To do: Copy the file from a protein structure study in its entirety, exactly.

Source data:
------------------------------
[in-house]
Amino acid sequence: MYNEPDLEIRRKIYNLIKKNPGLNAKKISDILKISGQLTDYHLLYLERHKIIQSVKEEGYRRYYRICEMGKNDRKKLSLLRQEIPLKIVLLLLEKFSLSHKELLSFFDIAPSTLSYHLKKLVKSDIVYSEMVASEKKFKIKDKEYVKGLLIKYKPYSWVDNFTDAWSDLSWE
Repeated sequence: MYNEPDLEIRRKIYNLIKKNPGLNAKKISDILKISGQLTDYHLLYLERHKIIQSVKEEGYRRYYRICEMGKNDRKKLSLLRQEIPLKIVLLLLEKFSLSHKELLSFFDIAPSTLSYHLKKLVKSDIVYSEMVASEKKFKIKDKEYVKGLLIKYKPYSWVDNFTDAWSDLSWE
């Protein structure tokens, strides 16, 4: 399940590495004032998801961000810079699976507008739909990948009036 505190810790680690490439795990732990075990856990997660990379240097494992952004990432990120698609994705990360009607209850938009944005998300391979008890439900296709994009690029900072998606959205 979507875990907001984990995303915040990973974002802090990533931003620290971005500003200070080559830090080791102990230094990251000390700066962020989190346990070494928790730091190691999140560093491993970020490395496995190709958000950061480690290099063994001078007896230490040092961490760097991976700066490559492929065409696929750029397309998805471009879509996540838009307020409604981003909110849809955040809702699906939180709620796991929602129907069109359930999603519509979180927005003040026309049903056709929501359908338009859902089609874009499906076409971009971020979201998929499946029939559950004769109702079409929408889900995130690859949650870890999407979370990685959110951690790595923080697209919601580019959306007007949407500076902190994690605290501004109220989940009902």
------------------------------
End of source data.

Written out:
[in-house]
Amino acid sequence: MYNEPDLEIRRKIYNLIKKNPGLNAKKISDILKISGQLTDYHLLYLERHKIIQSVKEEGYRRYYRICEMGKNDRKKLSLLRQEIPLKIVLLLLEKFSLSHKELLSFFDIAPSTLSYHLKKLVKSDIVYSEMVASEKKFKIKDKEYVKGLLIKYKPYSWVDNFTDAWSDLSWE
Repeated sequence: MYNEPDLEIRRKIYNLIKKNPGLNAKKISDILKISGQLTDYHLLYLERHKIIQSVKEEGYRRYYRICEMGKNDRKKLSLLRQEIPLKIVLLLLEKFSLSHKELLSFFDIAPSTLSYHLKKLVKSDIVYSEMVASEKKFKIKDKEYVKGLLIKYKPYSWVDNFTDAWSDLSWE
């Protein structure tokens, strides 16, 4: 399940590495004032998801961000810079699976507008739909990948009036 505190810790680690490439795990732990075990856990997660990379240097494992952004990432990120698609994705990360009607209850938009944005998300391979008890439900296709994009690029900072998606959205 979507875990907001984990995303915040990973974002802090990533931003620290971005500003200070080559830090080791102990230094990251000390700066962020989190346990070494928790730091190691999140560093491993970020490395496995190709958000950061480690290099063994001078007896230490040092961490760097991976700066490559492929065409696929750029397309998805471009879509996540838009307020409604981003909110849809955040809702699906939180709620796991929602129907069109359930999603519509979180927005003040026309049903056709929501359908338009859902089609874009499906076409971009971020979201998929499946029939559950004769109702079409929408889900995130690859949650870890999407979370990685959110951690790595923080697209919601580019959306007007949407500076902190994690605290501004109220989940009902």